The NFIB Small Business Optimism Index rose 0.4 points in December to 95.2, well below the 42-year average of 98.
“Small-business owners will be listening to the President’s address tonight hoping to hear him talk about things that will grow the economy and help the little guys,” said NFIB Chief Economist Bill Dunkelberg. “In December, Congress made expensing permanent and passed other favorable tax changes that had an immediate impact on bottom lines. However, prospects for any other substantive policy changes in 2016 are not good.”
Reported job creation faded a bit in December, with the average employment gain per firm falling to -0.07 workers from .01 in November, basically flat for the last few months. Fifty-five percent reported hiring or trying to hire (unchanged), but 48 percent reported few or no qualified applicants for the positions they were trying to fill. Fifteen percent reported using temporary workers, down 1 point. Twenty-eight percent of all owners reported job openings they could not fill in the current period, up 1 point and at the highest level for this expansion.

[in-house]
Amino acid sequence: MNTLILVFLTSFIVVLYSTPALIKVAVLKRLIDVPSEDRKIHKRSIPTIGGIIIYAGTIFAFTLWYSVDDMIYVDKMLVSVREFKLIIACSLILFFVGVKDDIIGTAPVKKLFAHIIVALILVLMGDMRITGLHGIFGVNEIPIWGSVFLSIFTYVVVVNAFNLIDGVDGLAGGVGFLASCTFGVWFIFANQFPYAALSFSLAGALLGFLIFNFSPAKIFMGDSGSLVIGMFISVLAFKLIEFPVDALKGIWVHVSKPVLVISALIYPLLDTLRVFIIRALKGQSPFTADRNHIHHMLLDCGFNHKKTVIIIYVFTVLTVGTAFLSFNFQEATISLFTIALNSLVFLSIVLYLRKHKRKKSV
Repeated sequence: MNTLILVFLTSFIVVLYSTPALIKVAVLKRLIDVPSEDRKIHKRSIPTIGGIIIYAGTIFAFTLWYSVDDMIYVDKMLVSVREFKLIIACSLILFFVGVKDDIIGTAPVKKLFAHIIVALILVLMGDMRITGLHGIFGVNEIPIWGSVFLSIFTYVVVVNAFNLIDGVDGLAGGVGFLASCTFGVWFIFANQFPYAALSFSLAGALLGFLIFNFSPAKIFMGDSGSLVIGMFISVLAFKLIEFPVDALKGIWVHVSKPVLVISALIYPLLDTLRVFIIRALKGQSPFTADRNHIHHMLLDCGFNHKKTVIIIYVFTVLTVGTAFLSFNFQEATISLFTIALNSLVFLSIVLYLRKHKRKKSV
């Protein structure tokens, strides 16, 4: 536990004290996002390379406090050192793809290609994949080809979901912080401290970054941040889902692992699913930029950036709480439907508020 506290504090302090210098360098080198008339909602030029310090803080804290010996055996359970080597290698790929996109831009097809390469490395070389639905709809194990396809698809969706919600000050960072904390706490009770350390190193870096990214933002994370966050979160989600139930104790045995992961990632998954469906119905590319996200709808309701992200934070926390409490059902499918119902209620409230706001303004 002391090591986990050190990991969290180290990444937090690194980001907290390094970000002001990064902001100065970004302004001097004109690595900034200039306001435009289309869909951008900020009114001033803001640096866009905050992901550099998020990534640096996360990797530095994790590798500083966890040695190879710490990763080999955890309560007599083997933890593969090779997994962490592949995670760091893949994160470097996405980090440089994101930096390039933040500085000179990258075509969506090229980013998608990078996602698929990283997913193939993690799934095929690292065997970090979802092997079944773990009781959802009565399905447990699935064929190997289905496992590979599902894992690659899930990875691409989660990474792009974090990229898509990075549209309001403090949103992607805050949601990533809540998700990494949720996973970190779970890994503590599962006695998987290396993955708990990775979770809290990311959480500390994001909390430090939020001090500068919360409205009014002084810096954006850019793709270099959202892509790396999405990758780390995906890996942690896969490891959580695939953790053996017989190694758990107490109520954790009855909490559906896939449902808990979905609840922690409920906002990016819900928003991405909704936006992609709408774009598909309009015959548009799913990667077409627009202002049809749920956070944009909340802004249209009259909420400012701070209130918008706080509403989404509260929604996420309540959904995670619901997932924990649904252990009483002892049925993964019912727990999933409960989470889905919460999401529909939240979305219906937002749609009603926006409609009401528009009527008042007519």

Sixty-two percent reported capital outlays, unchanged from November. Overall, capital spending was much stronger in November and December, reflecting growing certainty that expensing provisions would be renewed. Not only was it renewed, it was made permanent, giving small businesses some much needed certainty. The percent of owners planning capital outlays in the next 3 to 6 months rose 1 point to 26 percent, not a strong reading historically but among the best in this expansion.
Earnings trends improved 1 point to a negative 18 percent reporting quarter on quarter profit improvements. Far more owners are reporting profits lower quarter to quarter than higher.